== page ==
When 18-year-old Hana Silna travels to Prague to reclaim her family's ancestral home, she finds herself on an unexpected adventure in a city brimming with ancient secrets. She discovers a riddle by the infamous alchemist Edward Kelley that claims to lead to a long-last flask. The contents of that flask could change the fate of the world. When a ruthless enemy kidnaps her family, Hana has to find the flask to rescue them. On her quest she meets a mysterious man with a penchant for poetry, a Gypsy girl with a haunting past, and Alex, the motorcycle-riding son of a U.S. diplomat. Alex -- who's trying to save his sister from a crippling disease -- joins Hana on her race across Bohemia to find the hidden flask. It's hard to trust anyone when the stakes are this high -- especially when surrounded by experts at deception. There's only one flask and Hana desperately needs to find it.
The Riddle of Prague is the first of the Quicksilver Legacy Trilogy. Kirkus Reviews describes Laura DeBruce's debut novel as "[a]n exciting...thriller with supernatural elements and a brave, enterprising heroine." Clarion Reviews gives The Riddle of Prague five-stars and calls it "[a] fast-paced, edge-of-your-seat mystery-adventure."
One of the intriguing new characters in The Temple of Paris is a dwarf who seems to be following Alex all over Paris. In the scene below, Hana and Alex spot the little man in the Madeleine Church.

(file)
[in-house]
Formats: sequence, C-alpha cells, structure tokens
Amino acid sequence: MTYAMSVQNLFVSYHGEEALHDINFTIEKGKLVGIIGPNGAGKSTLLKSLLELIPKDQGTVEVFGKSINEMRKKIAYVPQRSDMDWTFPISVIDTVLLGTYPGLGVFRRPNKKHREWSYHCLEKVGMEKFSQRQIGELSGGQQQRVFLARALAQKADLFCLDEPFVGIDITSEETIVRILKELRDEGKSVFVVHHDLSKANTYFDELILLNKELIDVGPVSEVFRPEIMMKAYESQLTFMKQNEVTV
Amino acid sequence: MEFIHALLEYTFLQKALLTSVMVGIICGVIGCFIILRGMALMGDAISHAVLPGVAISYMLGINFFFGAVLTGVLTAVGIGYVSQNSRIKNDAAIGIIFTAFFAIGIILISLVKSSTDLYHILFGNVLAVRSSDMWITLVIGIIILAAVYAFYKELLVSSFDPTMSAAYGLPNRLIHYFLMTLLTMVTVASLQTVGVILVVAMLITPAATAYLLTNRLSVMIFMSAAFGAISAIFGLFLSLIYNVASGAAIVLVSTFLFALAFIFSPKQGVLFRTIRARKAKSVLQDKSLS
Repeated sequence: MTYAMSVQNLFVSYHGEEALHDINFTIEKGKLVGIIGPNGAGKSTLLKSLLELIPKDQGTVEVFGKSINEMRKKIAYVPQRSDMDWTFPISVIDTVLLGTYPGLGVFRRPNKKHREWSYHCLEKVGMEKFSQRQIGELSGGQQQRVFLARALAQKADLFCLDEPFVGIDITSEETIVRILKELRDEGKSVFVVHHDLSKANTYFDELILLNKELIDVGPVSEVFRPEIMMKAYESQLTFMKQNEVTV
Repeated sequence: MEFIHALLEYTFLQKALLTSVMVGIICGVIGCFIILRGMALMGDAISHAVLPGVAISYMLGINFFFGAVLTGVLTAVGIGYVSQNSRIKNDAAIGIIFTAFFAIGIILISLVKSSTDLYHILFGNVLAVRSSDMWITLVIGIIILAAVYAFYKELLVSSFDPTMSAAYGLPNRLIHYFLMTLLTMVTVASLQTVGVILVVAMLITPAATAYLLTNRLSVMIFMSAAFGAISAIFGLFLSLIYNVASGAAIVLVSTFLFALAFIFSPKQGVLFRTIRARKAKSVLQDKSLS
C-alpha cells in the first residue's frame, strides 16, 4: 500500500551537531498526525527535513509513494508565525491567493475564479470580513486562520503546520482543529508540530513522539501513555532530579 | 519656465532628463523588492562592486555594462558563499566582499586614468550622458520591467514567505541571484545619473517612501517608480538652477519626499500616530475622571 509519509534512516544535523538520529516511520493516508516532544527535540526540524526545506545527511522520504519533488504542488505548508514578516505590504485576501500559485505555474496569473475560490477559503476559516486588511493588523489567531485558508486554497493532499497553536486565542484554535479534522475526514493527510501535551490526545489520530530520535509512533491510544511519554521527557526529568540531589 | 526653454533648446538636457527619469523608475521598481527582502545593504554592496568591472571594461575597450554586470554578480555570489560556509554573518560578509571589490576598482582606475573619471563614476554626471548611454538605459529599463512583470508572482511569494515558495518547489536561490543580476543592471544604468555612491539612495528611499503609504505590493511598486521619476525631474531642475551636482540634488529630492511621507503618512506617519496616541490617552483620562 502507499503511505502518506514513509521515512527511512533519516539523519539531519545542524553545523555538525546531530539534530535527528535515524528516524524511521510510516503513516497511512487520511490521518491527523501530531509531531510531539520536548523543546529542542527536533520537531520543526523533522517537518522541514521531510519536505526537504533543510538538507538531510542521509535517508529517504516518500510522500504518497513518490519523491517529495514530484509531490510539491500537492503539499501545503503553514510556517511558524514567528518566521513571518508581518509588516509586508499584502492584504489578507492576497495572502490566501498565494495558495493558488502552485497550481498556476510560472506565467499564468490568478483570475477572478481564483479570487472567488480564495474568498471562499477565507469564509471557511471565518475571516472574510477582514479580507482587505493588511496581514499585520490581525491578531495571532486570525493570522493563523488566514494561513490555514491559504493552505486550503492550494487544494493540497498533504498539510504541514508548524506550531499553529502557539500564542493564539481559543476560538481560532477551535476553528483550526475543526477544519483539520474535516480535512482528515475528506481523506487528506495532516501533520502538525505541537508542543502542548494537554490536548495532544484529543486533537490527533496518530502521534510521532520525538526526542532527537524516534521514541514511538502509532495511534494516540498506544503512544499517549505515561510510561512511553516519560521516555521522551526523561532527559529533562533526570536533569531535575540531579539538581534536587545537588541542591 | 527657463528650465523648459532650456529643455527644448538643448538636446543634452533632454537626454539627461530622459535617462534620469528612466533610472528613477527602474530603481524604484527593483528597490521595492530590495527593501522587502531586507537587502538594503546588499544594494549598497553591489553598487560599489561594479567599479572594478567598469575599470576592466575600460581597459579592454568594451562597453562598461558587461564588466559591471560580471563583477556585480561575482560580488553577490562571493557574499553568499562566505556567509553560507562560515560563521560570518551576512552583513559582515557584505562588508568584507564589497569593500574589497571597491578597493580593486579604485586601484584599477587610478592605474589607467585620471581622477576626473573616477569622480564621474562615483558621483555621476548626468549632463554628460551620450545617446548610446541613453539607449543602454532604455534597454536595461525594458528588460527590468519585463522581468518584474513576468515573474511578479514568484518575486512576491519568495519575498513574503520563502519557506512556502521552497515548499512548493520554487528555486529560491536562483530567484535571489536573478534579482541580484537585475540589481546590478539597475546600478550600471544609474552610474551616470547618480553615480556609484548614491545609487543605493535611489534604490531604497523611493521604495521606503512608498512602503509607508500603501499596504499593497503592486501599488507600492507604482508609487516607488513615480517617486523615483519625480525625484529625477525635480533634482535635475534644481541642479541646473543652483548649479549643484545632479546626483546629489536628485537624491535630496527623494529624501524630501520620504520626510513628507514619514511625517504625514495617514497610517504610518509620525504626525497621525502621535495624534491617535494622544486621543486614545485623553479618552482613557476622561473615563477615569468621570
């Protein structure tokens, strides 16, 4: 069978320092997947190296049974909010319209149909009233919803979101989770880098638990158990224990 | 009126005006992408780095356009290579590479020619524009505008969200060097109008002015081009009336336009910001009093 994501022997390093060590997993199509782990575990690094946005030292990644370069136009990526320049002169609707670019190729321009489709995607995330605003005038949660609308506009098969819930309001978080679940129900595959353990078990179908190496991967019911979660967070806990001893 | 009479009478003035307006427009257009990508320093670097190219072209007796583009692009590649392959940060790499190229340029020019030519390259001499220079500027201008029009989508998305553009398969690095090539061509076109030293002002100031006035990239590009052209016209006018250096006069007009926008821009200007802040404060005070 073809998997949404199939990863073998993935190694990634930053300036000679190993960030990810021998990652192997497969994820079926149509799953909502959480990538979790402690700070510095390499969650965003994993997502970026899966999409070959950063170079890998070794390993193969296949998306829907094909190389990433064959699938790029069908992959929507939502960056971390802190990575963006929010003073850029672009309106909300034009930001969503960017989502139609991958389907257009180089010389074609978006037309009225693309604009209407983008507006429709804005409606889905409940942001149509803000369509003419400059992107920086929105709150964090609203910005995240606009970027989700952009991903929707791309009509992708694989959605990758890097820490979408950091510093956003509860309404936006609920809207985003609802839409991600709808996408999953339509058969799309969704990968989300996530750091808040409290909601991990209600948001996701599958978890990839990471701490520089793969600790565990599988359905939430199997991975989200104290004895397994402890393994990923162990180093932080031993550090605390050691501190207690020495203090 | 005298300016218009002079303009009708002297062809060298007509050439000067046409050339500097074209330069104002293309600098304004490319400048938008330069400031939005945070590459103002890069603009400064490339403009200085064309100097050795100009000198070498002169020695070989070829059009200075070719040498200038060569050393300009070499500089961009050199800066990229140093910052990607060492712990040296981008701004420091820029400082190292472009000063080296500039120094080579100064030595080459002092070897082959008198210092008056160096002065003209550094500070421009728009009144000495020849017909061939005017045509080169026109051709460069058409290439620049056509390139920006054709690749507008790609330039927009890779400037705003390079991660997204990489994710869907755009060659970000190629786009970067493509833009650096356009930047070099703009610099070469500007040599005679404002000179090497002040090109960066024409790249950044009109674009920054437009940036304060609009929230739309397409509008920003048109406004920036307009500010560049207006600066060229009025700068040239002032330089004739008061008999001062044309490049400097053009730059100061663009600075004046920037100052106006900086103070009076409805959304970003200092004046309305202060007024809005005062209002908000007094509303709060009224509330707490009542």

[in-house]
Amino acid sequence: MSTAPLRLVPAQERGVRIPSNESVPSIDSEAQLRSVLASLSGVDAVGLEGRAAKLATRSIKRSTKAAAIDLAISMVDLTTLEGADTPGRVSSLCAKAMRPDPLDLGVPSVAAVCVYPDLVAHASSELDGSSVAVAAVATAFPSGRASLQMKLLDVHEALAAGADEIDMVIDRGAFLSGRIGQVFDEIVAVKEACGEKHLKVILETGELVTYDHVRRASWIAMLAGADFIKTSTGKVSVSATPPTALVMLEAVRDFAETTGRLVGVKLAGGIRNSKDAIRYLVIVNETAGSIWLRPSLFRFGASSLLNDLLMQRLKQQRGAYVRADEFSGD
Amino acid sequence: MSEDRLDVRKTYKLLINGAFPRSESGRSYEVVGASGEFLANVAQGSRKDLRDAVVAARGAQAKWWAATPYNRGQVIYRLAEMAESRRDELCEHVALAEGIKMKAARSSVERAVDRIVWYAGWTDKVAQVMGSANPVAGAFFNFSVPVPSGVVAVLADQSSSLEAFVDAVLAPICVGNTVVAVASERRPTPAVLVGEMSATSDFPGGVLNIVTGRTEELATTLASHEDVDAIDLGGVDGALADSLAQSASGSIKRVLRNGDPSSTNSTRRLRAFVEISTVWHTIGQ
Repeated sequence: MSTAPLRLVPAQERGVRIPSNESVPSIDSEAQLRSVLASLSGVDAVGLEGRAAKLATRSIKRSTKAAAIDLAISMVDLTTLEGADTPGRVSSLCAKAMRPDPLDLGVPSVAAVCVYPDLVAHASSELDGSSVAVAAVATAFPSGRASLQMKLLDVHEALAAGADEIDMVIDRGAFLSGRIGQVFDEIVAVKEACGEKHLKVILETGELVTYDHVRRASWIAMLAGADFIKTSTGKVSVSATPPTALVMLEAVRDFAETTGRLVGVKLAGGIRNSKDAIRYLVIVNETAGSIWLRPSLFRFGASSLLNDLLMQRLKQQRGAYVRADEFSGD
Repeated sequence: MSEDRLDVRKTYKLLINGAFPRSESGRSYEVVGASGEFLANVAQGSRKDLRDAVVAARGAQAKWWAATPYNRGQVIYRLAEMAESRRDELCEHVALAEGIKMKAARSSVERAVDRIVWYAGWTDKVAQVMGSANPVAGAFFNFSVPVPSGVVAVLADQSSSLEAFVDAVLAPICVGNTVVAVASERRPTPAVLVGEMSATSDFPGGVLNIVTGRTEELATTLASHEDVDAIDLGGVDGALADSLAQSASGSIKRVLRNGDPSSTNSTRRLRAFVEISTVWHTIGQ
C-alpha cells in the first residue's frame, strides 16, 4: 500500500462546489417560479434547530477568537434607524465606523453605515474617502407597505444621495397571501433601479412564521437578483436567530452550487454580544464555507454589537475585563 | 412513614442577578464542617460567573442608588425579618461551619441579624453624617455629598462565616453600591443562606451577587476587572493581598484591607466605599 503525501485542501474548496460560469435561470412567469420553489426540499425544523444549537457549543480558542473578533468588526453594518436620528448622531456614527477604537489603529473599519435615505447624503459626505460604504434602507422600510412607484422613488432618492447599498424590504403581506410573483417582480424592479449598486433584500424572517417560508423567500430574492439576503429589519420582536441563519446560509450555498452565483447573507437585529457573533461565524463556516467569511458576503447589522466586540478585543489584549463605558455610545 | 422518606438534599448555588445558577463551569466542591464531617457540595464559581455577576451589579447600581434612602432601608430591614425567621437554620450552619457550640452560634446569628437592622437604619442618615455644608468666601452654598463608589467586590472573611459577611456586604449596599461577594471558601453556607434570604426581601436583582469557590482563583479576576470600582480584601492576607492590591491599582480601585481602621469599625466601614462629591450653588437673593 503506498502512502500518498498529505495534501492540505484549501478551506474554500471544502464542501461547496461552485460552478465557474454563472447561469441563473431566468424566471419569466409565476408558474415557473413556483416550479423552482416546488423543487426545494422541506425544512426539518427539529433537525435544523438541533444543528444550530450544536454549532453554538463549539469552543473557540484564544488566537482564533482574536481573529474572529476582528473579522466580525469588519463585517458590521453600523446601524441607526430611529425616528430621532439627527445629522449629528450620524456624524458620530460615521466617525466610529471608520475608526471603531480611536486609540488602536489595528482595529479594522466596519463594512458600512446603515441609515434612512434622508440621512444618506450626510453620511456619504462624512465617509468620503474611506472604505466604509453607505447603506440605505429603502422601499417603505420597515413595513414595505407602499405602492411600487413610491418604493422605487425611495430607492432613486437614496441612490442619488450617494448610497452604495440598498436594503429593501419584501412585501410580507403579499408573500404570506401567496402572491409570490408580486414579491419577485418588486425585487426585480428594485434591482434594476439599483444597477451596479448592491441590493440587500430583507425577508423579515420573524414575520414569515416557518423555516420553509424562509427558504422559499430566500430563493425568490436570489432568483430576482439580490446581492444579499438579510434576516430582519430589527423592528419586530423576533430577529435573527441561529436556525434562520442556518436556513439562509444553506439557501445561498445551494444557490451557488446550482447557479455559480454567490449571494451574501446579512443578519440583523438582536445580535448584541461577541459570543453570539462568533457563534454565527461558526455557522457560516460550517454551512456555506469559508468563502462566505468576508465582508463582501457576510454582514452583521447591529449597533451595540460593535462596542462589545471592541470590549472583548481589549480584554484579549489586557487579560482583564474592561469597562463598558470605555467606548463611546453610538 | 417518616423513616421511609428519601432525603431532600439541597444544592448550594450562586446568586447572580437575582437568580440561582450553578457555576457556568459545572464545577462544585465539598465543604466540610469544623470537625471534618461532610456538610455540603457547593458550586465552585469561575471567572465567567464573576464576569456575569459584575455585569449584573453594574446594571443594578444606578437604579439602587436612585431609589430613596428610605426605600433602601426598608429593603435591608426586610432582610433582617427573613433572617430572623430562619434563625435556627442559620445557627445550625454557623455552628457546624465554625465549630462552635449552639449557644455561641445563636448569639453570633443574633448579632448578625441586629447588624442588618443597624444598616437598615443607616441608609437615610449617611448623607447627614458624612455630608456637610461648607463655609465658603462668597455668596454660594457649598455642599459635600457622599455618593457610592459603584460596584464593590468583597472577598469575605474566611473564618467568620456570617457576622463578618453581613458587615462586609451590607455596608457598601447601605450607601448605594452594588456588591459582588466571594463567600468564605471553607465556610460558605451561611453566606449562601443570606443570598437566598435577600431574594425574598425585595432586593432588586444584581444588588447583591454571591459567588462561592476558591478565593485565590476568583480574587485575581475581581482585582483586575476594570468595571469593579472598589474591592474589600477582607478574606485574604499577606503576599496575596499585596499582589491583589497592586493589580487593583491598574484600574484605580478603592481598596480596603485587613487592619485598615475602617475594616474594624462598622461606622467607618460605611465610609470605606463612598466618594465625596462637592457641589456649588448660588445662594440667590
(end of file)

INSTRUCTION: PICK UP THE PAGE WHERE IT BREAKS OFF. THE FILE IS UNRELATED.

Excerpt from The Temple of Paris
I squeeze Alex’s hand and point. It’s the little man from the Pantheon. The dwarf. I recognize the thick, dark hair flopped over to the side. He’s exchanged the suit and bow tie for jeans and a turtleneck.
Alex tugs me down into a chair. “That’s the guy who’s been following me!” We crouch behind a large family filling the row in front of us.
“Who is he?” I ask. “He’s definitely looking for someone.”
“Yeah,” Alex notes grimly. “Me.”
“But why? And how would he know you’d be here?”
Alex . . . puts his hands on his thighs. “I’m going to find out.” He starts to stand.
“No.” I pull him back down. “He could be dangerous.”
Alex keeps the dwarf in his line of sight. “Nah. I have this feeling he’s kind of looking out for me, you know?”
“I don’t know,” I reply. “And neither do you. All we know for sure is that he’s creeping around after you. We can’t just go over to meet him.”
“Not we.” Alex pats my hand. “I’m going to talk to him.”
“That’s a bad idea, Alex.” I can tell from the determined look on his face that he’s not listening.
“What’s he gonna do in the middle of a crowded church full of tourists? I’m just going to find out why he’s been following me.”
“And what am I supposed to do?” I really don’t like this plan.
“You stay right here.” He nods toward an elderly lady sitting a few chairs away from us. “Granny over there will look after you.”
“You’re not funny, Alex.”
He gives me a hug and stands up. “I’ll be right back.” I watch him weave through the rows of chairs. As Alex nears the podium, the man sees him. A look of surprise, bordering on panic, crosses his face. Alex climbs the steps until he’s right next to the dwarf. He bends down to hear something the little man says. They walk down the steps. I stand to see where they’re going. Alex turns and motions to me. “Stay there,” he mouths, giving a thumbs-up.I feel helpless as Alex and the little man disappear behind the columns near the altar. How long am I supposed to wait? What if Hank Riggins is back there, poised to kidnap Alex? I take a deep breath and try to calm down. Someone taps me on the shoulder. When I turn around, I am staring into the face of a ghost.